Census and a plague…

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Exodus 30:11 The LORD spoke to Moses: 12 When you take a census of the Israelites to register them, at registration all of them shall give a ransom for their lives to the LORD, so that no plague may come upon them for being registered. 13 This is what each one who is registered shall give: half a shekel according to the shekel of the sanctuary (the shekel is twenty gerahs), half a shekel as an offering to the LORD. 14 Each one who is registered, from twenty years old and upward, shall give the LORD’s offering. 15 The rich shall not give more, and the poor shall not give less, than the half shekel, when you bring this offering to the LORD to make atonement for your lives.

There are only a handful of times when a census was taken in the Old Testament. This census is directly commanded by the Lord. There are two primary purposes for taking a census:  1) to collect taxes 2) to count the number of able-bodied warriors available for battle. All that is well and good. What gets my attention today is v.12,

“at registration all of them shall give a ransom for their lives to the Lord, so that no plague may come upon them for being registered.”

The question that comes to my mind is, what’s with the plague? Why would the people be need to pay a “ransom” to avoid being afflicted by plague? I read through a number of my bible resources and couldn’t find much of an explanation, so I’ll offer my own interpretation, as well as a sense of why this strange practice may have implications for our lives today.

As I read this passage from Exodus, I was reminded of another passage involving King David who lived centuries after the period covered in Exodus. In 2 Samuel chapter 24 King David called for a census to be taken, against the advise of his army commander Joab who said to David:

3 But Joab said to the king, “May the LORD your God increase the number of the people a hundredfold, while the eyes of my lord the king can still see it! But why does my lord the king want to do this?” 4 But the king’s word prevailed against Joab and the commanders of the army.

Joab is suggesting to his king (very delicately I might add) that counting his warriors was an unnecessary and potentially unfaithful act. Joab had been with David for many years and had seen first-hand how God protected David and the Israelites from harm – no matter what their numerical disadvantage might have been. For those living in covenant with the living God, the number of warriors they could send into battle was irrelevant.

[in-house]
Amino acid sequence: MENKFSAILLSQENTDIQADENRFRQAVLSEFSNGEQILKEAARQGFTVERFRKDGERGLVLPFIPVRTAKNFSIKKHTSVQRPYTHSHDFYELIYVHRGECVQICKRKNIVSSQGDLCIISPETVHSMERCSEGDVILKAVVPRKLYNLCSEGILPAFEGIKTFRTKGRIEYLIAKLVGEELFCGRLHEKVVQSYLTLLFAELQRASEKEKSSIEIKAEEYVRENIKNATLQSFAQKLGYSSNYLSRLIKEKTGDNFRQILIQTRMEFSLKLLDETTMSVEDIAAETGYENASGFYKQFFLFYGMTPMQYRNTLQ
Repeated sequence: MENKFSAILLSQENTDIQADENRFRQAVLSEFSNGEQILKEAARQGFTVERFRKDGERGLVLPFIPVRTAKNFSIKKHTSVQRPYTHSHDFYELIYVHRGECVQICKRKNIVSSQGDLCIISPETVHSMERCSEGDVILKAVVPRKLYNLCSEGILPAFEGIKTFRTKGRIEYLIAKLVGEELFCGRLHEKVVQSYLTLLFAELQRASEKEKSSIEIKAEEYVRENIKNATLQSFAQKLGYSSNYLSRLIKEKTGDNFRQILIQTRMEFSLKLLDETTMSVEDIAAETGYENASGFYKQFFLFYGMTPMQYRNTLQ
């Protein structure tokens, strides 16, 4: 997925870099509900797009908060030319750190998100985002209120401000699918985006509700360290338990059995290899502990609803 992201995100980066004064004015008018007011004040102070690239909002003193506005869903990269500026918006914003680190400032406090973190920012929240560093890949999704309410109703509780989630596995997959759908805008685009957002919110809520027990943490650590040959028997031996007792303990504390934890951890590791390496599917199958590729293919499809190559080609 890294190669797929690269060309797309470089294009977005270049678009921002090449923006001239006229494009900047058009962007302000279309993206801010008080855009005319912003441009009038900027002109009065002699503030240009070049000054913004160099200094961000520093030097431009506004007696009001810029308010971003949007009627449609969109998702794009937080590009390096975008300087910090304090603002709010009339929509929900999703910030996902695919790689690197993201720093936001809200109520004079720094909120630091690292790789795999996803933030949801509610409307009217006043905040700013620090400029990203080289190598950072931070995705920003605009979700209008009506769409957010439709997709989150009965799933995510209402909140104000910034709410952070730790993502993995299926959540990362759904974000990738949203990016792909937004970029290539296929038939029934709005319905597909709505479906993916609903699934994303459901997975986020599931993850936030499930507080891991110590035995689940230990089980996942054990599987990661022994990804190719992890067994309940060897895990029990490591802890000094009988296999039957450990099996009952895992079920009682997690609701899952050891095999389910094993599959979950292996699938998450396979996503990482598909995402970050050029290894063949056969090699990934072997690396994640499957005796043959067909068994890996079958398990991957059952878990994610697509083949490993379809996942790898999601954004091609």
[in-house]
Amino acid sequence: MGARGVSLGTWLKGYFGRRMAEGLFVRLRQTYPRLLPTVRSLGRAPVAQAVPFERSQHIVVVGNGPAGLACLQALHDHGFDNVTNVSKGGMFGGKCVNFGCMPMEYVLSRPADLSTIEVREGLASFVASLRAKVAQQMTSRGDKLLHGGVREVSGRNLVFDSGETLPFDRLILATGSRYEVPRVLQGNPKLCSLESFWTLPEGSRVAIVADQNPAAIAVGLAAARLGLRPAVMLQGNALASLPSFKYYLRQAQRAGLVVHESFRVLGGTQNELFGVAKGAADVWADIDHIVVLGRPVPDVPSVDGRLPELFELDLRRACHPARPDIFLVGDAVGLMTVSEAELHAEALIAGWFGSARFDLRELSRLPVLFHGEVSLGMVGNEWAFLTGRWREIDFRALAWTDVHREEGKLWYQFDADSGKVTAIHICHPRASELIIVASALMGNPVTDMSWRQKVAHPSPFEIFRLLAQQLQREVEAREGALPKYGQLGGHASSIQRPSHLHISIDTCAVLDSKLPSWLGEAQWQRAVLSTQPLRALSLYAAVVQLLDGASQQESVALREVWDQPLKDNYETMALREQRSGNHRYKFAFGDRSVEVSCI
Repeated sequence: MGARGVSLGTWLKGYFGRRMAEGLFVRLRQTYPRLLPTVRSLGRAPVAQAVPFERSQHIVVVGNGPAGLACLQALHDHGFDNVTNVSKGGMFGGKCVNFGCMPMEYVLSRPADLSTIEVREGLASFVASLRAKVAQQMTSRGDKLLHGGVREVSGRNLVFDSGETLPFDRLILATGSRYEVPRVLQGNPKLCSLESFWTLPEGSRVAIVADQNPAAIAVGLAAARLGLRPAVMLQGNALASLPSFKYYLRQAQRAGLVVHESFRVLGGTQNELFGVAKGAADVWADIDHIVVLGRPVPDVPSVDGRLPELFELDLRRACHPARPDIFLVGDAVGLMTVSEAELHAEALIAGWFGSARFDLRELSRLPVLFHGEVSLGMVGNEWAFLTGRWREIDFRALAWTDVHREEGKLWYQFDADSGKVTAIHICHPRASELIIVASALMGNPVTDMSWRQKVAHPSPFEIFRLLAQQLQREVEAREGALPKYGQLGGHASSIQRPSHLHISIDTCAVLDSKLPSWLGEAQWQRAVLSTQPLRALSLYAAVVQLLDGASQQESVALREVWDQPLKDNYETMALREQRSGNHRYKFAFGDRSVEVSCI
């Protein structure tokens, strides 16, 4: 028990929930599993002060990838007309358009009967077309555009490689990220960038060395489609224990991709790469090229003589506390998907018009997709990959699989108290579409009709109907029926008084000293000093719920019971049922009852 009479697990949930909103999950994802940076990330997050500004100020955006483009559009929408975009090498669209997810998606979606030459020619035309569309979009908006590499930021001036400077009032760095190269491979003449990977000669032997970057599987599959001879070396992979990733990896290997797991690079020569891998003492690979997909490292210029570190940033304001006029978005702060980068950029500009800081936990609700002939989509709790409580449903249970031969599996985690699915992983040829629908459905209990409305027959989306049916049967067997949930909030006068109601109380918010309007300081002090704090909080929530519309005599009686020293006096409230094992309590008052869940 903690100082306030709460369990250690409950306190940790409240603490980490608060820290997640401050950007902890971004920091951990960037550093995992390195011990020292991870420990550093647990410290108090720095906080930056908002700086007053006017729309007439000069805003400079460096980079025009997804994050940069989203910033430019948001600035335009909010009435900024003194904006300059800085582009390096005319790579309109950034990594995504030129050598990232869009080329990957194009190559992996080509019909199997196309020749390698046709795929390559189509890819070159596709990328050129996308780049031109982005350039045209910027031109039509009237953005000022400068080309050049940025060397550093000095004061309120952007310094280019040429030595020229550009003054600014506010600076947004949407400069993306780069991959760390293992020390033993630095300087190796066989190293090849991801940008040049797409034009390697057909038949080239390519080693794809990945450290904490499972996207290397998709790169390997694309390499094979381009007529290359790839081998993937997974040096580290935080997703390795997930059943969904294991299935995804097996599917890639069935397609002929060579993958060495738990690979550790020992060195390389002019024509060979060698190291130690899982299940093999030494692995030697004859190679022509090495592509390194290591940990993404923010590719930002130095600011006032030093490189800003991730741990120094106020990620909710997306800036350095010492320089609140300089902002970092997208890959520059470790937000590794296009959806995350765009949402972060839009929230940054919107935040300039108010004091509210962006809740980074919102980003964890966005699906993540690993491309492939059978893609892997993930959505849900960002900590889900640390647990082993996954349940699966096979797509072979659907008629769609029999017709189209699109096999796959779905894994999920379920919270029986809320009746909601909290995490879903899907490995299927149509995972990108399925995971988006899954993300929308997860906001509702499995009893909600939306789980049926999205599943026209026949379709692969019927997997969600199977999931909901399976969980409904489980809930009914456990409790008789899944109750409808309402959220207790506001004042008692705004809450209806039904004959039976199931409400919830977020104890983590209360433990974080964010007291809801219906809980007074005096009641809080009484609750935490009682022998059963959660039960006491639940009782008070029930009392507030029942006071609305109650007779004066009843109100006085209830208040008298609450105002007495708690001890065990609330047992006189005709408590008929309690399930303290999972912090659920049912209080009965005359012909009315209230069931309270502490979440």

David’s insistence on taking a census may have indicated a growing trust in military assets – rather that the covenant protection of God.  

God responded to David’s census with a plague of three days that killed 70,000 people. The half shekel ransom indicated in the Exodus passage was not only an act of worship to God, but also an atonement for their sins. Without the offering of atonement they would have paid for their sin via the death and destruction of a plague. I don’t know about you, but I’ll take the small sin offering (ransom) instead.

Which brings us to you and me. What application is there for us in this passage? I don’t think we have to worry about a plague. However, we do need to worry about placing our trust in things other than the living God. I’ll admit I often look to all kinds of things for help before I turn to the Lord. Perhaps this is one of the traps of living in a “first world” nation such as ours. We have so many programs, assets, and resources available to us we can forget to pray, to earnestly seek the Lord to deliver us from life’s struggles and hardships.

Or, if you’re like me, you may be in the habit of going it alone. Independence is a sin of which I am often guilty. I don’t just leave God out of the equation, I leave other people out of the equation. There’s a tape in my head that tells me I can’t really rely on others. If I place my trust in people they will only let me down. So I struggle in silence – which is a really bad idea. One of the primary ways God comes to our aid is through other people. Hence, in a very real way, when I shut out others I may be shutting God out as well.

Questions for today:

Where am I placing my trust in something other than the living God?

Who are the people the Lord has placed in my life to help me get through hard times?

Gracious Lord, it takes a posture of humility and vulnerability to ask for help. I’m really bad at asking for help. Give me grace to remember in whose hands I truly belong. Help me to my knees that I may seek you always. I pray this in Jesus’ name. Amen.

One thought on “Census and a plague…

  1. The tape that runs thru my head is that I’m a bother, so I don’t ask for help. You and others at Rejoice have helped me with that, by your open acceptance of me. Thank you.

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